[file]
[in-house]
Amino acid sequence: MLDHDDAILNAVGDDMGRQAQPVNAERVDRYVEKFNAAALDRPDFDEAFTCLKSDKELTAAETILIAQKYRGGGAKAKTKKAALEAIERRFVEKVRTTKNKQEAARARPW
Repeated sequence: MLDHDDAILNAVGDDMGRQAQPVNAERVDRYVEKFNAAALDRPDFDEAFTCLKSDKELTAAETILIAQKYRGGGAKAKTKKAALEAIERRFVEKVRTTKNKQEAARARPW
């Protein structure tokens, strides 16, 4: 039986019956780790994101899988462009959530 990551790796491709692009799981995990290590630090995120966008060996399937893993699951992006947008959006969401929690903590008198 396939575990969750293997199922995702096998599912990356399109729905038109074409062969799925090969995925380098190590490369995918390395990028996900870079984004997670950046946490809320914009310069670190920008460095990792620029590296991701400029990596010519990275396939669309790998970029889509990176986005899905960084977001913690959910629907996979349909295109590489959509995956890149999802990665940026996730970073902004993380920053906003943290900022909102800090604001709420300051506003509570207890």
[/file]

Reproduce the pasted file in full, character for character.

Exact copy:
[in-house]
Amino acid sequence: MLDHDDAILNAVGDDMGRQAQPVNAERVDRYVEKFNAAALDRPDFDEAFTCLKSDKELTAAETILIAQKYRGGGAKAKTKKAALEAIERRFVEKVRTTKNKQEAARARPW
Repeated sequence: MLDHDDAILNAVGDDMGRQAQPVNAERVDRYVEKFNAAALDRPDFDEAFTCLKSDKELTAAETILIAQKYRGGGAKAKTKKAALEAIERRFVEKVRTTKNKQEAARARPW
């Protein structure tokens, strides 16, 4: 039986019956780790994101899988462009959530 990551790796491709692009799981995990290590630090995120966008060996399937893993699951992006947008959006969401929690903590008198 396939575990969750293997199922995702096998599912990356399109729905038109074409062969799925090969995925380098190590490369995918390395990028996900870079984004997670950046946490809320914009310069670190920008460095990792620029590296991701400029990596010519990275396939669309790998970029889509990176986005899905960084977001913690959910629907996979349909295109590489959509995956890149999802990665940026996730970073902004993380920053906003943290900022909102800090604001709420300051506003509570207890």